Econ 101: How Do Tax
Despite the mediaís portrayal, tax cuts
Ďfor the richí arenít bad Ė and they boost the economy.
By Gary Wolfram, Ph.D.
Free Market Project Adviser
Jan. 11, 2006
The recent economic expansion in the United States Ė bolstered by
news of 2 million jobs created in 2005 and an unemployment rate
below 5 percent Ė is in large part due to the 2003 tax reduction.
Tax cuts create economic growth. There is little doubt that this is
the case, both at the national and local levels. Letís look at how
theyíve worked through history.
A Short History: Tax Cuts Work
¬†¬†¬†¬† If we look at the U.S. economy, three historical
examples are the Harding-Coolidge tax cuts of the 1920s, the
Kennedy-Johnson tax cuts of the 1960s, and the Reagan cuts of the
1980s. The U.S. federal income tax, established with the enactment
of the 16th amendment in 1913, began with a top marginal rate of 7
percent. This quickly escalated to 77 percent by 1918. During the
Harding-Coolidge administrations the top marginal rate was reduced
to 25 percent by 1925. Economic output nearly doubled over the
following four years, and unemployment fell sharply.
¬†¬†¬†¬† During the Depression and World War II tax rates rose
steadily, with the top marginal rate reaching 94 percent by the end
of the War and remaining at 90 percent or more well into Kennedy's
term. Kennedy pushed for tax cuts, which were enacted in 1964 after
his assassination. The top marginal tax rate was reduced from 91
percent to 70 percent by 1965. What followed was a major expansion
in the economy. Real gross domestic product rose in the four years
after the tax cut by an average of 5.1 percent per year.
Unemployment averaged 3.9 percent, compared to a 5.8 percent average
in the four years prior to the tax cut.
¬†¬†¬†¬† The Reagan tax cuts of 1981 dropped the top marginal
rate from 70 percent to 50 percent, with additional cuts in the tax
on capital gains. The top marginal rate was further reduced to 28
percent by 1988. The result was again an increase in growth in the
economy. Real GDP grew by .9 percent per year between 1978 and 1982,
and grew by 4.8 percent per year from 1983 to 1986. The unemployment
rate was 9.7 percent in 1982. It fell to 7.0 percent by 1986, and
was 5.3 percent in January of 1989.
Tax Cuts Ďfor the Richí?
¬†¬†¬†¬† This is a history of tax breaks ďfor the richĒ
resulting in economic growth for everyone, especially for the poor.
Just as an example, in 1920, 26 percent of Americans owned
automobiles. The Harding-Coolidge tax cuts were enacted and by 1930,
60 percent of Americans had a car. Electric lighting was in 35
percent of Americansí homes in 1920 and 68 percent by 1930. When the
top marginal tax rate was 91 percent in 1920, only one in five
people lived in a household with a flush toilet. By 1930 more than
half of Americans would have flush toilets.
¬†¬†¬†¬† Why does a reduction in the highest marginal tax rates
improve the living standards of all of us? It does not occur due to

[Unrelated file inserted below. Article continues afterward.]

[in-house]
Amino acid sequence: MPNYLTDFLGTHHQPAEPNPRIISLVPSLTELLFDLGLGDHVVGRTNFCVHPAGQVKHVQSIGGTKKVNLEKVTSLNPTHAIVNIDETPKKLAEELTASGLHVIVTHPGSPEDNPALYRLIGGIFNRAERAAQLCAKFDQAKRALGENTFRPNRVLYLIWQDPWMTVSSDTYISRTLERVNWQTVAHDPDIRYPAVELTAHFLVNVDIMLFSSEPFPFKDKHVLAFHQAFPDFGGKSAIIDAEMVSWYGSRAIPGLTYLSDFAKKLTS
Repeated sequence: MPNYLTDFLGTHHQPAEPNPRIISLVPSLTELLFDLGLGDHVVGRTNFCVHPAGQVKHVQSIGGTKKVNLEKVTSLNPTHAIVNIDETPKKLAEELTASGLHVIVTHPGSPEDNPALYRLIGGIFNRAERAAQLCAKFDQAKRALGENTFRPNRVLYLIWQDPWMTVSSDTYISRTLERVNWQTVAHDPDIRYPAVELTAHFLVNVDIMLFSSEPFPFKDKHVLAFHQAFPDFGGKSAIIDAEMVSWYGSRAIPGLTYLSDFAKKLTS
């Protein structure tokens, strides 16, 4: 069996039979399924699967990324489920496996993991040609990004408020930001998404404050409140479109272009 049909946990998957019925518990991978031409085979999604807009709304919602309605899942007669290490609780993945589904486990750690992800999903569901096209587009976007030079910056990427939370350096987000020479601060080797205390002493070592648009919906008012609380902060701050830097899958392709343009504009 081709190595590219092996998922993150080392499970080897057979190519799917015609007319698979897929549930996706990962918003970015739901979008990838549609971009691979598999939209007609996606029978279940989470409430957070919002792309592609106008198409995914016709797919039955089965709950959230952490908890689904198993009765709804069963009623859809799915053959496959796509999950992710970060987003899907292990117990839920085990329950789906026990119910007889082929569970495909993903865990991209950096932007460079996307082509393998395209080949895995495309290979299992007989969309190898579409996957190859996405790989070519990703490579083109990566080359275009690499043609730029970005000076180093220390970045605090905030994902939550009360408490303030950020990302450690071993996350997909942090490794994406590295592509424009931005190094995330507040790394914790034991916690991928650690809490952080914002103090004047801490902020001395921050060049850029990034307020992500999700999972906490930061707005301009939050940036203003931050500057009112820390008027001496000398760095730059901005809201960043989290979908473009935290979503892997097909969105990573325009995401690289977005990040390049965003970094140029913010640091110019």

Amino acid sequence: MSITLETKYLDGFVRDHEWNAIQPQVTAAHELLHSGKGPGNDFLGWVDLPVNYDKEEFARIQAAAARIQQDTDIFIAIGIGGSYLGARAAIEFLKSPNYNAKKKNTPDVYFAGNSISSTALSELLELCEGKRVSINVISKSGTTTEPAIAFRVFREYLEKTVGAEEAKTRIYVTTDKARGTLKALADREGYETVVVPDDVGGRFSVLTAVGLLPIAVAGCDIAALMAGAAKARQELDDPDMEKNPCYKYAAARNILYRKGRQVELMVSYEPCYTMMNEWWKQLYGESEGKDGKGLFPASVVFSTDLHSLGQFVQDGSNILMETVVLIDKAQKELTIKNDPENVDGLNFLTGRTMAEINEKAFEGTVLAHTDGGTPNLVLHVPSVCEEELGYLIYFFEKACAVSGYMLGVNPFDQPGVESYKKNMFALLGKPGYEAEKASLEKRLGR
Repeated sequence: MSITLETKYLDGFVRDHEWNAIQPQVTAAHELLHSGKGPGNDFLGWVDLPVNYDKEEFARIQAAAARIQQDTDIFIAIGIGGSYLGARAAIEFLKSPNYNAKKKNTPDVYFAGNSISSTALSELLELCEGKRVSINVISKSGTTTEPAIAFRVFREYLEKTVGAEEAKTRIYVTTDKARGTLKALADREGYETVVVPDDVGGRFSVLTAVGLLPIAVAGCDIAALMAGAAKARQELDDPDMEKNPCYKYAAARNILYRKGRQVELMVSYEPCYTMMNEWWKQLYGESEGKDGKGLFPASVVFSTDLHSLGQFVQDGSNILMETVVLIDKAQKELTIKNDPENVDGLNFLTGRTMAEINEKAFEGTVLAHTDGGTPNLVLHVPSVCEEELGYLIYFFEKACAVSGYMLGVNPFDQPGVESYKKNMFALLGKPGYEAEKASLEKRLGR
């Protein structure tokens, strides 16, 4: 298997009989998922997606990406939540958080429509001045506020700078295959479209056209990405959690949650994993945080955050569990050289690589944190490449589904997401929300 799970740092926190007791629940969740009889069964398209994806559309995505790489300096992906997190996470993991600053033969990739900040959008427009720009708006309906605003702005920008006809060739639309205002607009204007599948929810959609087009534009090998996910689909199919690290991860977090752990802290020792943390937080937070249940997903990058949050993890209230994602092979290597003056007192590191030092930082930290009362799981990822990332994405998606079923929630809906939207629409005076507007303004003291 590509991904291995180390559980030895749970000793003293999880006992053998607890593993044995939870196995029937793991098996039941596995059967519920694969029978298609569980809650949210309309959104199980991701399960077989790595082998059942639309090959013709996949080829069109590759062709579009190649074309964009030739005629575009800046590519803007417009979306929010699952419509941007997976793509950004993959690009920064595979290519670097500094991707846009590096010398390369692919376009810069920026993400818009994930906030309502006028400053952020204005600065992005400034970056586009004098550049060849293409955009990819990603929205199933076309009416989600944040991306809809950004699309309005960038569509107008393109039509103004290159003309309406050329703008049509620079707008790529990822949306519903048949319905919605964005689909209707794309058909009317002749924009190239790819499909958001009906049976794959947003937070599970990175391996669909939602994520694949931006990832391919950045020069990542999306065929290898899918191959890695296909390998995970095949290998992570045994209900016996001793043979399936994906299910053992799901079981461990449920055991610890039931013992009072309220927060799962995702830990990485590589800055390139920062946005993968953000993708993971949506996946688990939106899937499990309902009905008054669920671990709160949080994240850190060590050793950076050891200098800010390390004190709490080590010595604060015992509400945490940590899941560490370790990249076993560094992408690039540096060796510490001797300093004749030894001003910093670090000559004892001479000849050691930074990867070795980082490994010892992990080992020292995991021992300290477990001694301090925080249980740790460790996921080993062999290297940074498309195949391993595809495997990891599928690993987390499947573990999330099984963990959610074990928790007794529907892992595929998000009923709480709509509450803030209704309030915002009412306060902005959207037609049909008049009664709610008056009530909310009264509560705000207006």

some trickle-down theory that rich people will spend more money on
goods and this will create jobs for the rest of us. There simply
arenít enough rich people for this to make sense. The real answer
lies in an understanding of how markets work.
¬†¬†¬†¬† A market economy is based on voluntary exchange. I
cannot force you to buy something that I produce, and you cannot
force me to produce something for you. The only way you can get rich
in a market economy is to produce something that others want and are
willing to pay for. Since there are not a lot of rich people, you
are more likely to get rich producing something for the poor and
middle class that they will want and at a cost that they can and are
willing to pay.
¬†¬†¬†¬† The marginal tax rate is the one that affects your
incentive to do this. It tells you how much of the next dollar the
government will take and how much of the next dollar you get to
keep. Lowering the marginal tax rates creates a greater incentive
for people to find a way to produce things for the poor. This is
what happens in any market economy, be it the United States or
Estonia (which is growing rapidly after reducing its top marginal
tax rates). It also makes it easier for people who are poor to
become rich, thus increasing their willingness to work hard and risk
their assets to produce what others will want.
¬†¬†¬†¬† If the government taxes away 90 percent of each
additional dollar you earn, there will be little incentive for you
to risk your life's earnings in a new venture that has an uncertain
payoff, and it will be very difficult for you to move from poverty
to wealth. On the other hand, if you get to keep 75 percent of each
dollar that you earn, you will have an incentive to risk your
capital, work hard, and produce goods and services that others want
at a cost they can afford.
¬†¬†¬†¬† Democrats try to chide Republicans for offering ďtax
breaks for the rich.Ē Republicans, unfortunately, seem not to be
willing to claim credit for doing so. It is by creating tax breaks
for the rich that the poor in America become wealthy. Today 60
percent of all poor households in America own their own car. Nearly
half own their own home. This situation has occurred because of the
workings of the market system of voluntary exchange and incentives
that reward those who produce for others. Once the average person
understands how the market system works, attempts to confuse voters
through what Ludwig von Mises called the politics of envy will fail,
and we will be able to maintain economic growth for all.